Bicycle - Rack, Cellular Signal, Trash/Litter Receptacles
St. Louis' Old Courthouse is listed in the National Park Service's National Underground Railroad Network To Freedom. The Network to Freedom recognizes sites, programs and facilities with verifiable associations to the Underground Railroad. The phenomenon popularly known as the Underground Railroad has been broadly defined by the National Park Service as the "historic resistance to enslavement through escape and flight." The Old Courthouse is linked with the story of the Underground Railroad, and with that of slavery, as a property associated with legal challenges to slavery. It was a public forum as well as a courthouse. Enslaved people were auctioned from its steps in estate settlements, while one man's suit for freedom helped plunge the country into Civil War. The Old Courthouse was the site of over 300 suits for freedom, but one gained notoriety. In 1847, Dred Scott, with his wife Harriet, sued for, and were granted, their freedom. After many appeals, the case was decided upon by the Supreme Court. The decision stated that slaves were property, and as such, had no right to sue. The Dred Scott Decision hastened the start of the Civil War.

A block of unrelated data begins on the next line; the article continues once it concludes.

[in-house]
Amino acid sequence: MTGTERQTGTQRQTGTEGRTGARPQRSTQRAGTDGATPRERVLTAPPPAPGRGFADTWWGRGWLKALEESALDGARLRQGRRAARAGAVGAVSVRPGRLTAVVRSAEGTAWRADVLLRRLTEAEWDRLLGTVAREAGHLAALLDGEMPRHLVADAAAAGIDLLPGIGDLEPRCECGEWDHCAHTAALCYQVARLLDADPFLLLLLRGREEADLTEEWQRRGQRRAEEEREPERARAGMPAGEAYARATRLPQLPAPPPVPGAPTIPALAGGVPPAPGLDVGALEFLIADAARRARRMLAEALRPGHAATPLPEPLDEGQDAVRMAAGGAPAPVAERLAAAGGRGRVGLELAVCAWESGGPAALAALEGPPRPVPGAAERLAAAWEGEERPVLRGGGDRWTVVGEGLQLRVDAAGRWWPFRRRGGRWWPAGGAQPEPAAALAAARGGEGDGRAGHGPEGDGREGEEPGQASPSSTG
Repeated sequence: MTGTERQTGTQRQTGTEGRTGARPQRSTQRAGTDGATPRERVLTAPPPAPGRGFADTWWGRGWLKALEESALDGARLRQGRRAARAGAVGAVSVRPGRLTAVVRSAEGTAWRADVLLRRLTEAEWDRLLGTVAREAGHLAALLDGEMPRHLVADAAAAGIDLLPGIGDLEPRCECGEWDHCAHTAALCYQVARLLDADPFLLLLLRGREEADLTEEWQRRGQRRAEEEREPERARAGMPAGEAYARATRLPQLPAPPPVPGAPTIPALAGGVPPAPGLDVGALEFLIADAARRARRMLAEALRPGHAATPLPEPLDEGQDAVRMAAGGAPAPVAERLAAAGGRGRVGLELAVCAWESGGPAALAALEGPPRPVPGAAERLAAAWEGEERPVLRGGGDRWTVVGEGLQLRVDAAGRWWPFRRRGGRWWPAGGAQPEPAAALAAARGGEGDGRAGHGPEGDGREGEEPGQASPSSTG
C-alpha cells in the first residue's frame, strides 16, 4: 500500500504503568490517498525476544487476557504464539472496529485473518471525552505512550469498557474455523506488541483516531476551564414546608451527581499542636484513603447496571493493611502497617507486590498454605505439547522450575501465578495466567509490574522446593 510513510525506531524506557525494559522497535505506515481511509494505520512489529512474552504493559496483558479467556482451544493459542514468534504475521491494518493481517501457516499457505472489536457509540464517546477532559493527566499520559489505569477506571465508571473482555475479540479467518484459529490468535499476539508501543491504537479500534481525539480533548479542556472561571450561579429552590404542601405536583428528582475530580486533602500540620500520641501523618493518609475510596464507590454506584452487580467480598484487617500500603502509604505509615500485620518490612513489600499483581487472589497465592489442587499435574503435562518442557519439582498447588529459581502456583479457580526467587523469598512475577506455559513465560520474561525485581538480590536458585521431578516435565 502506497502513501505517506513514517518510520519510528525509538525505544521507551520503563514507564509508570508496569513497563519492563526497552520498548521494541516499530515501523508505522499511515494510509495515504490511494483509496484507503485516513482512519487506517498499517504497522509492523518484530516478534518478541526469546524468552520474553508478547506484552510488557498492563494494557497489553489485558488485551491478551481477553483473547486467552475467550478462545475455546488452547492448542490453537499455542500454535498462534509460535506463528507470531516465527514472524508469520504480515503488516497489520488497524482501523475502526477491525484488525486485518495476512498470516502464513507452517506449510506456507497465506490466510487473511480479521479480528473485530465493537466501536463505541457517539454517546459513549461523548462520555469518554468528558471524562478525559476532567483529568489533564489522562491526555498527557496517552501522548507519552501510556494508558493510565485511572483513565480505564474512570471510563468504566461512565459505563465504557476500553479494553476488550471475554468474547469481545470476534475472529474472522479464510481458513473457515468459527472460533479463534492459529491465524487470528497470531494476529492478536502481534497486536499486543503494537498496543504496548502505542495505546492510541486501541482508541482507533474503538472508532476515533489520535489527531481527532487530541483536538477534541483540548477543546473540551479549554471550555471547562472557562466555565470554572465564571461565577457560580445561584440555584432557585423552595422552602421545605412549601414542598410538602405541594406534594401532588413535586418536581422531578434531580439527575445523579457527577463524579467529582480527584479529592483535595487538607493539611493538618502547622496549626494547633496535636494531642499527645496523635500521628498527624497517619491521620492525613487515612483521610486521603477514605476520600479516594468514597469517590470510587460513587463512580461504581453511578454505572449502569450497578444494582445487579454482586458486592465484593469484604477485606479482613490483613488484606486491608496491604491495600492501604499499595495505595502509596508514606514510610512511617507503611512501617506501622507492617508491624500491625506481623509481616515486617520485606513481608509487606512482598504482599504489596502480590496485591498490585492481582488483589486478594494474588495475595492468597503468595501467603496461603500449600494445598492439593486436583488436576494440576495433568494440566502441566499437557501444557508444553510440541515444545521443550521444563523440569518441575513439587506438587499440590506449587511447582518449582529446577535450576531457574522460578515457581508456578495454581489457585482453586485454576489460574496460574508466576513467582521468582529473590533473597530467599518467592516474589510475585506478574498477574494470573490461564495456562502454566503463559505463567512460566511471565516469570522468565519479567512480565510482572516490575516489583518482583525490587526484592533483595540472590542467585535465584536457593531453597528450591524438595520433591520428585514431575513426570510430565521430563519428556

- 4 minutes, 32 seconds
Dred and Harriet Scott, enslaved African Americans, played a major role in civil rights history, starting in 1846. This short video re-enacts a hypothetical conversation in which the couple discusses the risks to their family if they sue their enslaver for their freedom at the Old Courthouse…and those they face if they don’t.
Last updated: August 16, 2021